Polish artist Artur Zmijewski brought together young representatives of two political groupings in his film They. He staged leftists and conservative Catholics in an empty fabric space to persuade each other and to lead discussions. It is an exemplificative display of real political controversy that is the basis of society. The film is based on a definition of democracy as a natural conflict where different views of the world are a natural component of the system. The system, however, has to be embedded in such a way as not to wipe away the mechanisms of conflict and not to become violent (Chantal Mouffe).
The project of the Hungarian-Scottish art group Big Hope Inside Out 1997–1998 is a radical move, taking up on Jean Luc Godard’s famous proclamation from the 1960s: give the cameras to the workers and let them make a movie about themselves, about their work and their living conditions. Big Hope created a photographic project with the homeless of Budapest: they provided the homeless with cameras to documents and capture their favorite spots where they live, rest and fight for survival, and included their commentaries.
Another unique piece is a series of videos from Indonesia (10 authors). From various perspectives and using various methods, it shows the revolution in Indonesia that started with student outbursts just like the Velvet revolution in Prague and ended in overthrowing Suharto’s regime, Indonesian society undergoing transformation ever since.
South-Korean artist SASA44 who has so far only sporadically exhibited in Europe has created a grand-scale assemblage specifically for this exhibition that comments upon the pop-culture, politics and social reality of the current transformation in South Korea.
The art work Triangle by the Croatian feminist artist Sanja Ivekovič from 1979 is a very individual reaction to the politicization of public space under Communism. During a presidential visit in Zagreb, Ivekovič sat on her balcony so that she was visible to the sniper on the opposite roof. She drank whiskey, read a book and pretended to masturbate. After a while, the sniper tipped off the policeman stationed near her house on the street. He rang the bell and ordered Ivekovič to “remove all persons and objects from her balcony to the inside of the flat immediately”.
The exhibition is curated by Vít Havránek and Zdeněk Baladrán.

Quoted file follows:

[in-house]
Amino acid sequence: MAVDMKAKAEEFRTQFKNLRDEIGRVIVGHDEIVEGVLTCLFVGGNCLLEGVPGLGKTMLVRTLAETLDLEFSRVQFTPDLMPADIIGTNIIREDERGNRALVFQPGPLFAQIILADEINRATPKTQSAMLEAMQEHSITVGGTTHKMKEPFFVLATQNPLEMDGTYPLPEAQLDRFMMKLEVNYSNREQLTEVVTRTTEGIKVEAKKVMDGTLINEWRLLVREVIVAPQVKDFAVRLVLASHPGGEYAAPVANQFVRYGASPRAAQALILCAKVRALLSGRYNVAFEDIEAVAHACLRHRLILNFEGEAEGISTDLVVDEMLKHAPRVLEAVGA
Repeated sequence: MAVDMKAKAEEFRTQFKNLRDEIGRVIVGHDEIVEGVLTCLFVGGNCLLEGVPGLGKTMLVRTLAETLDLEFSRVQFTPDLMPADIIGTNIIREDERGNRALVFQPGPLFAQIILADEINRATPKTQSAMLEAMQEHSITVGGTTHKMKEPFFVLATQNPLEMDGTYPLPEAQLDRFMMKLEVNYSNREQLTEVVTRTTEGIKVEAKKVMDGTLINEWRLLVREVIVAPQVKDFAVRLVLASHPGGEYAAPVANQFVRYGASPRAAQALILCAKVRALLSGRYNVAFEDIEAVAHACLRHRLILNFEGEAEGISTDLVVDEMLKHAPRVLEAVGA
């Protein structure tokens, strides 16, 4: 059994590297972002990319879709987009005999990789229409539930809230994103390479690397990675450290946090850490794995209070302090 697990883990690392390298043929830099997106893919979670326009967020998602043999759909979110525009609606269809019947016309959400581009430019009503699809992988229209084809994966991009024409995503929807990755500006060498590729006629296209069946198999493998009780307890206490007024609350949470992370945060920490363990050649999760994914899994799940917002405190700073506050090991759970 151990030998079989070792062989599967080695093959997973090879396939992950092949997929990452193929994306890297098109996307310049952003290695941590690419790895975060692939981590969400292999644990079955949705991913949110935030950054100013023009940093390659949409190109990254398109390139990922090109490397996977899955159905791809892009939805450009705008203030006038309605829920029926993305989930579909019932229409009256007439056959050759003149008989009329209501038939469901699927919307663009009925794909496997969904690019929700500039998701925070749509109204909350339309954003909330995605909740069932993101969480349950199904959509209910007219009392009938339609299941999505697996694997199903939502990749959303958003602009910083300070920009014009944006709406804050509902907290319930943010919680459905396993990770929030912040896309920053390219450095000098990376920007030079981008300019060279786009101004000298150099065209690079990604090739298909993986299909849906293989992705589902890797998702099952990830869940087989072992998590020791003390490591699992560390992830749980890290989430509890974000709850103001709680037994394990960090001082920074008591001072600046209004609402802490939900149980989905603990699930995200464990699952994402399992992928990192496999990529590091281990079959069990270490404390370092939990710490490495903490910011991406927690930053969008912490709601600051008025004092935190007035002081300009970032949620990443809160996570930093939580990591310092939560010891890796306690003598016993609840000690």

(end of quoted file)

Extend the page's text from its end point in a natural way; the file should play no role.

Vít Havránek is an art historian and theoretician. He worked as a curator in the Municipal Gallery Prague, in the National Gallery in Prague and since 2002 has been the director of the initiative tranzit.cz (www.tranzit.org). He writes texts about contemporary art for catalogues (Centre Pompidou Paris, MIT Press etc.) and organizes and curates exhibitions (Secession Vienna, tranzitdielne Bratislava, Le Plateau Paris, Frankfurter Kunstverein, Municipal Gallery Prague etc.). He is an associated editor for JRP Ringier, Zurich, and lecturer at the Academy of Applied Arts in Prague and abroad (Stedelijk Museum, MIT Boston, Konstfack Stockholm etc.). In 2010, he will be curating the European biennial Manifesta 8.
Zbyněk Baladrán is an artist, author and curator, living and working in Prague. He studied art history at the Charles University in Prague and visual arts at the Academy of Fine Arts in Prague. He regularly exhibits in the Czech Republic and abroad (Manifesta 5, Folkwang Museum Essen, Monthermoso Vittori etc.). He is one of the founders and curators of the gallery tranzitdisplay in Prague. Since 2006, he has been working on the project Monument to Transformation.
The exhibition is accompanied by an extensive publication entitled Atlas of Transformation. This book with almost 900 pages is a sort of global guidebook of transformation processes. With structured entries, its goal is to create a tool for the intellectual grasping of the processes of social and political change in countries that call themselves “countries of transformation” or are described by this term. The Atlas of Transformation will first appear in Czech and it contains more than 200 “entries” and key terms of transformation. Several dozen authors from the whole world contributed to this book and also some influential period texts were republished here. In the second half of 2009, the book will be published in English in co-operation with the Swiss publishing house JRP-Ringier.
Published by tranzit.cz, distributed by Kosmas
Editors: Zbyněk Baladrán, Vít Havránek in co-operation with Věra Krejčová
Authors (selection): Václav Bělohradský, Homi Bhabha, Frederic Jameson, Bohumila Groegerová, Josef Hiršal, Václav Havel, Václav Klaus, Tomáš Ježek, Jiří Havel, Jiří David, Milan Knížák, Vladimíra Dvořáková, Slavoj Žižek, Boris Groys, Keiko Sei, Gaytri Spivak and many others.
Graphic design: Adéla Svobodová
The exhibition was accompanied by a film series prepared by art theoretician Tomáš Pospiszyl.
Conference – Monument to Transformation
10th – 12th July, 2009.
The conference focuses on the hypothesis that it is possible to compare the transformation processes based on a new geographical view of transformation countries (Eastern Europe, Greece, Portugal, Indonesia, South Korea and some South American countries – Uruguay, Chile and Argentina etc.). The authors and participants in discussion will attempt such a comparison, based on the analysis and subjective interpretation of some of the entries of the “Atlas of Transformation”. The conference papers will open up a plurality of methodological and imaginative approaches that the authors of the project employed. The conference is intended for a specialized public interested in active investigation of transformation processes (researchers, university professors etc. from the fields of theory of art and art, sociology, history, economics), and for international curators and students.
Photo from event